Masahiro Tanaka
(Photo by Adam Hunger/Getty Images)

New York Yankees pitcher Masahiro Tanaka was pulled from his start vs the Mets after running the bases. in the sixth inning.

Interleague play is always scary for American League teams.

After reaching first on an error in the top of the sixth inning, New York Yankees pitcher Masahiro Tanaka had to run the bases. Trailing 1-0 to the Mets and Jacob deGrom, you had a feeling that Tanaka would play a role in scoring the next run.

After the Yankees loaded the bases, Tanaka moved to third with Aaron Judge coming to the plate. The best case scenario for the Bombers was for Judge to hit a home run or a single allowing Tanaka to score easily. But instead, they got the worst case scenario.

Judge hit a ball to right field for Jay Bruce to field. Bruce made the catch with Tanaka tagging on the play. Bruce doesn’t have a great arm in right, but with the pitcher on third, there was clearly going to be a play at the plate. He scored the run, but appeared to have gotten hurt on the play.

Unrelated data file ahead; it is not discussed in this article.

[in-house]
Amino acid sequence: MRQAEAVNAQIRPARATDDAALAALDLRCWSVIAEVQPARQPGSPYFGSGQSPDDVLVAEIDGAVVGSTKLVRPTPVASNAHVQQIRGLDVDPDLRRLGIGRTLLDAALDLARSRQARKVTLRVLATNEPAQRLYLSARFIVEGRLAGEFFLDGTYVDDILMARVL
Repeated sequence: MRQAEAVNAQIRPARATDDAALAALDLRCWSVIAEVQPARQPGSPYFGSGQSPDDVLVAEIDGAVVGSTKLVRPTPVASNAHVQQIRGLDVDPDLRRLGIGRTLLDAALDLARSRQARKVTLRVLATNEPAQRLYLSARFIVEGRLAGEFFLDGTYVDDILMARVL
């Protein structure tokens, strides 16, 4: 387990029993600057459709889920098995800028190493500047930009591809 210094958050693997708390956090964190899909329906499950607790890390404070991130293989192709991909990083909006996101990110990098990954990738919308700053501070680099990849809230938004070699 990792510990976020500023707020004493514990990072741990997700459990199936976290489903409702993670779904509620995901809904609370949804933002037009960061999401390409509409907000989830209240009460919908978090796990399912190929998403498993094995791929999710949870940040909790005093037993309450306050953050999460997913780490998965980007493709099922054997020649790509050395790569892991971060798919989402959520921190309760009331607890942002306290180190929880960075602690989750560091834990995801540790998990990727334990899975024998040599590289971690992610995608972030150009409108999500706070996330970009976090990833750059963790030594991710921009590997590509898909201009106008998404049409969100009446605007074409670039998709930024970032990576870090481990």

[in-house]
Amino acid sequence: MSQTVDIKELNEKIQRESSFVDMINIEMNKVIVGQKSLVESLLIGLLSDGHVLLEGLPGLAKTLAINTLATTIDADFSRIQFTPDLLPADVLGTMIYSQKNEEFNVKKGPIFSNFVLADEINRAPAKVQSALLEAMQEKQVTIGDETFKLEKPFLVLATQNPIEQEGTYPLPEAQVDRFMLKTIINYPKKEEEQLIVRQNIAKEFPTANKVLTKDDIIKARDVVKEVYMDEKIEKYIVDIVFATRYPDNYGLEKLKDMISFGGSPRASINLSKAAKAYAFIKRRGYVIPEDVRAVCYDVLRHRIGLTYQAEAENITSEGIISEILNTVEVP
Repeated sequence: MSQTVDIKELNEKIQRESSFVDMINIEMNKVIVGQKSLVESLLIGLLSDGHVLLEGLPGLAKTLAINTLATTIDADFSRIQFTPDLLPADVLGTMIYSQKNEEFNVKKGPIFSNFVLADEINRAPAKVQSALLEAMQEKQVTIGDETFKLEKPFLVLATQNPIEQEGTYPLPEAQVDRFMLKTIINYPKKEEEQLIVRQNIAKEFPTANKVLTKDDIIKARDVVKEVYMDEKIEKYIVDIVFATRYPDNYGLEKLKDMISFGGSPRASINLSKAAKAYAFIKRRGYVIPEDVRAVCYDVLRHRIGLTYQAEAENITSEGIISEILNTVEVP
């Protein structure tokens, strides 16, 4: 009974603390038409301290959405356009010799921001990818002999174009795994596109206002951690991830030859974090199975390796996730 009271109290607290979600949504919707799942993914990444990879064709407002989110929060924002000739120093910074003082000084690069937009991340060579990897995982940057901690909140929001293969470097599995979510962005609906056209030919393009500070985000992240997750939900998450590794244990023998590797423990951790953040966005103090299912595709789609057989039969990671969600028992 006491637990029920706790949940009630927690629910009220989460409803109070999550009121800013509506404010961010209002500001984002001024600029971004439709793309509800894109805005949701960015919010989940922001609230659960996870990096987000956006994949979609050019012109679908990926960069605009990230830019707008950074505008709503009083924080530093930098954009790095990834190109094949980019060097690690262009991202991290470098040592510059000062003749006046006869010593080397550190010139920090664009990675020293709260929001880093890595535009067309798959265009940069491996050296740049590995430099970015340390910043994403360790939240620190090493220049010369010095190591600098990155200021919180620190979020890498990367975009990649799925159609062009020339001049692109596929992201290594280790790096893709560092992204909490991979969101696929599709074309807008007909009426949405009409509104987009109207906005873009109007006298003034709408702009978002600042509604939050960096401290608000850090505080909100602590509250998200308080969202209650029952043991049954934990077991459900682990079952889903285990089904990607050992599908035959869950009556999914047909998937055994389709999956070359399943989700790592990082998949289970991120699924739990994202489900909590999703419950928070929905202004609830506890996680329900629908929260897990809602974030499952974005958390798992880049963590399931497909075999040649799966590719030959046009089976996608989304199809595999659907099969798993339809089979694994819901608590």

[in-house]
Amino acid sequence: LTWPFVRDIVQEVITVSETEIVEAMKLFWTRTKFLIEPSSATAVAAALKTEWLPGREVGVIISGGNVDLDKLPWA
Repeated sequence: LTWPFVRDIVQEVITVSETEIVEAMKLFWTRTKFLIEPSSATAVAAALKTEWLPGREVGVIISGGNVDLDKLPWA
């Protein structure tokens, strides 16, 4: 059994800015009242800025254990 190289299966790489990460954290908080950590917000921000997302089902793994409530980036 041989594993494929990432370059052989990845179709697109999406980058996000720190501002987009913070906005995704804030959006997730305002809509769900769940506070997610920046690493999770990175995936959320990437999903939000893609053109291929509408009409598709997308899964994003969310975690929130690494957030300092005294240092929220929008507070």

Tanaka would go directly to the Yankees locker room and would not return. The team announced that the 29-year-old right-hander left the game with stiffness in both hamstrings.

Outside of allowing a leadoff home run to Brandon Nimmo, Tanaka was having one of his best starts of the season. He had thrown five innings, of one-hit ball with eight strikeouts and only one walk. His stuff was probably the crispest it has been all season.

This is not the first time the Yankees have had a bad experience with a pitcher running the bases in interleague play. You cannot forget the Chein Ming Wang injury in 2008 where he hurt himself running the bases in Houston. After the injury, Wang was never the same, and the Yankees are hoping that is not the case with Tanaka.

Tanaka will be re-evaluated tomorrow. The Yankees and Mets are tied at one in the seventh inning.

Follow Dominick on TWITTER

Dominick is a graduate of Canisius College. He has covered the Rangers for the last seven seasons and the Yankees for the last four.